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"MESSAGE FOR MARCH 17, 2013"

FROM ECCLESIASTES 7:1-14

As we continue in our study of the book of Ecclesiastes, our text for this morning takes us away from the author’s repeated claim that nothing in this life will bring ultimate joy or happiness.  He’ll return to that theme, but in chapter seven he brings us back to the topic of wisdom.  As he begins in verse one, he gives us the impression that his treatment will be very much like other Biblical proverbs that often communicate what used to be called “common sense.”  He says, “A good name is better than precious ointment…”  This sounds very much like Proverbs 22:1.  1 A good name is to be chosen rather than great riches, and favor is better than silver or gold.”  The two statements teach that a good name is worth more than any material blessing.  A good name—or being well thought of by others is critically important for any believer.   A good name is the product of many years of living with integrity—living out the same values when you’re alone that you do in public.

 

Most of the focus of this passage lies elsewhere—this is not the main thrust of the text but while we’re here it’s worth asking—“Do I have a good name?”   What answer could you give to questions like these?   Do people who know me well consider me generous—holding my resources loosely so I can share them with others?  Do they know me to be patient—having a long fuse—or do they see me as easily frustrated and maybe even prone to explosive outbursts?  Would they tell others that I am humble—not overly obsessed or impressed with myself, or is my favorite subject—the person I most admire--ME?  Is the word on me that I’m honest—or will I lie to you if it will serve my purposes? Am I known as good-natured, or do I have a critical spirit?  Am I a person known for keeping confidences, or do people only share information with me when they want it well-circulated?  Part of the reason a good name is so precious is because it takes years to get and moments to lose.  It takes a life, not of perfection, but of consistency.  The most important reason for having a good name is because it exalts God’s name.  If every believer in America had a good reputation with others, God’s character would be much more reflected in his people and more unbelievers would know of his mercy, his love and his holiness.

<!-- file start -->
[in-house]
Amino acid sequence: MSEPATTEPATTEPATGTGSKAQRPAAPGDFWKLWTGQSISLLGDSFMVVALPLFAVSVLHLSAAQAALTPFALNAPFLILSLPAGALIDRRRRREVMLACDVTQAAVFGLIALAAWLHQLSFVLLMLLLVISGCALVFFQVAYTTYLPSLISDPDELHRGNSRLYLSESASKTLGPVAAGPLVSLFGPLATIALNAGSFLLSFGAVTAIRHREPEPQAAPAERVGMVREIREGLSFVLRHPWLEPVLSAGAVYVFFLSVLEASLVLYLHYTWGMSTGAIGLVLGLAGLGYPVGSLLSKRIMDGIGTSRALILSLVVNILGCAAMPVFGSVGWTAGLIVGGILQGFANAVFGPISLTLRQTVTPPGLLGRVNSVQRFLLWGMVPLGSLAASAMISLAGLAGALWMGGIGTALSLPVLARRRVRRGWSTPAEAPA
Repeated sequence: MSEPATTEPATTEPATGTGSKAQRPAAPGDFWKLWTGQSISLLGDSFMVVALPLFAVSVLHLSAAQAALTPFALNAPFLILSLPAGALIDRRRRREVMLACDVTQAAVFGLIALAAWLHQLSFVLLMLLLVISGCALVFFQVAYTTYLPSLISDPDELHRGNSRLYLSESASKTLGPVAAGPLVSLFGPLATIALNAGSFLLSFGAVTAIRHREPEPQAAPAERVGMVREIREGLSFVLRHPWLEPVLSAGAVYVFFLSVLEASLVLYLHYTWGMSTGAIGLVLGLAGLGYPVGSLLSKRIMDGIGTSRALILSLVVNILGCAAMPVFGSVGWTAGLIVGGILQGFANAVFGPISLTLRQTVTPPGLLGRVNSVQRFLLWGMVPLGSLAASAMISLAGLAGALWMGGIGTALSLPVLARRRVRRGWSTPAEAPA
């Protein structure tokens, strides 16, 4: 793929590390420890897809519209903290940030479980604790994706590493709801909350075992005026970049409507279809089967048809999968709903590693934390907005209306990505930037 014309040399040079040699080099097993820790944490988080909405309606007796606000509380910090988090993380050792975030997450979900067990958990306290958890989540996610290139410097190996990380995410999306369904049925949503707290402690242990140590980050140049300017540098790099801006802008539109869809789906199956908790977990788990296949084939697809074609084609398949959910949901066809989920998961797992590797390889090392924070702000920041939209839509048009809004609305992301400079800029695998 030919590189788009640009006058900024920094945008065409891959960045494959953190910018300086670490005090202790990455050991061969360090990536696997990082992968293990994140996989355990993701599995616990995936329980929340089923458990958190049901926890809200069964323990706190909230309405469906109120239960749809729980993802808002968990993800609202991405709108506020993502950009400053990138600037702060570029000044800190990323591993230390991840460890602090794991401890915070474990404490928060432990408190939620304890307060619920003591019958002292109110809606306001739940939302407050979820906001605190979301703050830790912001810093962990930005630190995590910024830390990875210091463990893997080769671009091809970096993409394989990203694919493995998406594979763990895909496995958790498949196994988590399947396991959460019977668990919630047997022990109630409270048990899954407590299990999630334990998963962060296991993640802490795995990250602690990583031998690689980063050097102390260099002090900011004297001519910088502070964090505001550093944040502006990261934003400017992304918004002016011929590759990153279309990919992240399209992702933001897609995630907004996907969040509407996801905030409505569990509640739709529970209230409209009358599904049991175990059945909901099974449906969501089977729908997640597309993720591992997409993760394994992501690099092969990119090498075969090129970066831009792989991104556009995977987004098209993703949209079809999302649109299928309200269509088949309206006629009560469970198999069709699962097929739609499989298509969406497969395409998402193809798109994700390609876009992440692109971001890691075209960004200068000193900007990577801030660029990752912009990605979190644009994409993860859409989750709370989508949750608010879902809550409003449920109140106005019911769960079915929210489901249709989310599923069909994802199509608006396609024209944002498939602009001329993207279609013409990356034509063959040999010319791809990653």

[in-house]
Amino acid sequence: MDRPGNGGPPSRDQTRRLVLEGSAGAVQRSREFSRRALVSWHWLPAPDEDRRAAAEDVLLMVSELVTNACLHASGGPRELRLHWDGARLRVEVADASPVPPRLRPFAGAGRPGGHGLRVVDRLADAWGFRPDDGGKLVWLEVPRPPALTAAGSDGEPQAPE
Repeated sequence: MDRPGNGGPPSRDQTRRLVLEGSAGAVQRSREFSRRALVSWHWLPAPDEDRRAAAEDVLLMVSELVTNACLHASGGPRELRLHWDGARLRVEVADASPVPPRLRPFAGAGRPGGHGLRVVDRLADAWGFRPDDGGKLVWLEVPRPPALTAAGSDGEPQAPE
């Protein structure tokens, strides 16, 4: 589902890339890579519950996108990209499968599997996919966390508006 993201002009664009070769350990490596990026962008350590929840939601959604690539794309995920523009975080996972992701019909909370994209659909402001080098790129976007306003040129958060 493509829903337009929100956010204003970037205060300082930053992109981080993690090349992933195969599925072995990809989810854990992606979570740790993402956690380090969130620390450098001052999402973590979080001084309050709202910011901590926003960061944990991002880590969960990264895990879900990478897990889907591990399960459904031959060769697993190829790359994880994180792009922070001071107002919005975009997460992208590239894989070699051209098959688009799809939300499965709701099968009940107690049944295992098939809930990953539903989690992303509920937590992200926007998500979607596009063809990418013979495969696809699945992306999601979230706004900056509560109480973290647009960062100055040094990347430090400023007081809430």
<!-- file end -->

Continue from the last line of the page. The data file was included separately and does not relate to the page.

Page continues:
After beginning with this very conventional proverb, the author launches into several verses that would perhaps not initially strike us as expressions of common sense.  The rest of the first section says, “1 A good name is better than precious ointment, and the day of death than the day of birth. 2 It is better to go to the house of mourning than to go to the house of feasting, for this is the end of all mankind, and the living will lay it to heart. 3 Sorrow is better than laughter, for by sadness of face the heart is made glad. 4 The heart of the wise is in the house of mourning, but the heart of fools is in the house of mirth.”   At first blush, these proverbs seem to fly in the face of common sense, but much Biblical wisdom lies much deeper than clearly self-evident axioms.  That’s the case here.  There is much wisdom here, but we must think more a bit more deeply to see it.  We could summarize what these proverbs are saying as:  Experiencing a death and feelings of sorrow can be profitable to us and we should therefore embrace them, not push them away.  We must clarify something here.  This truth does not minimize the fact that death is a curse and is intensely painful to surviving loved ones and nowhere in the Bible is it taught that pain itself is good in and of itself.  We are not called to be masochists who pursue pain.  That’s perverse.  However, I find three reasons in the text why death and sorrow are good for us in that God uses the pain of them redemptively in our lives.  First, one reason it’s better to go to the house of mourning—where someone has died—than the house of feasting is because—“this is the end of all mankind.” 

 

Death touches everyone and eventually claims everyone.  That would indicate that developing a healthy, truth-driven attitude toward it by regular exposure to it would be a very good thing. This truth was even more crucial in ancient times and in third world countries today where death is common place.  In those cultures, you cannot keep death at arms-length.  People get sick, often receive no effective treatment and they die in or near their home—not in a hospital or institution.  Their bodies are often prepared for burial in their homes and there are no cosmetics to make corpses look like someone who has fallen asleep.  The reality of death in the sights and smells surrounding it are very real and regular occurrences in those contexts and it’s best to get accustomed to that by exposing yourself to it.  The proverb says that has far more redemptive value than going to a dinner party-which is by nature light and shallow.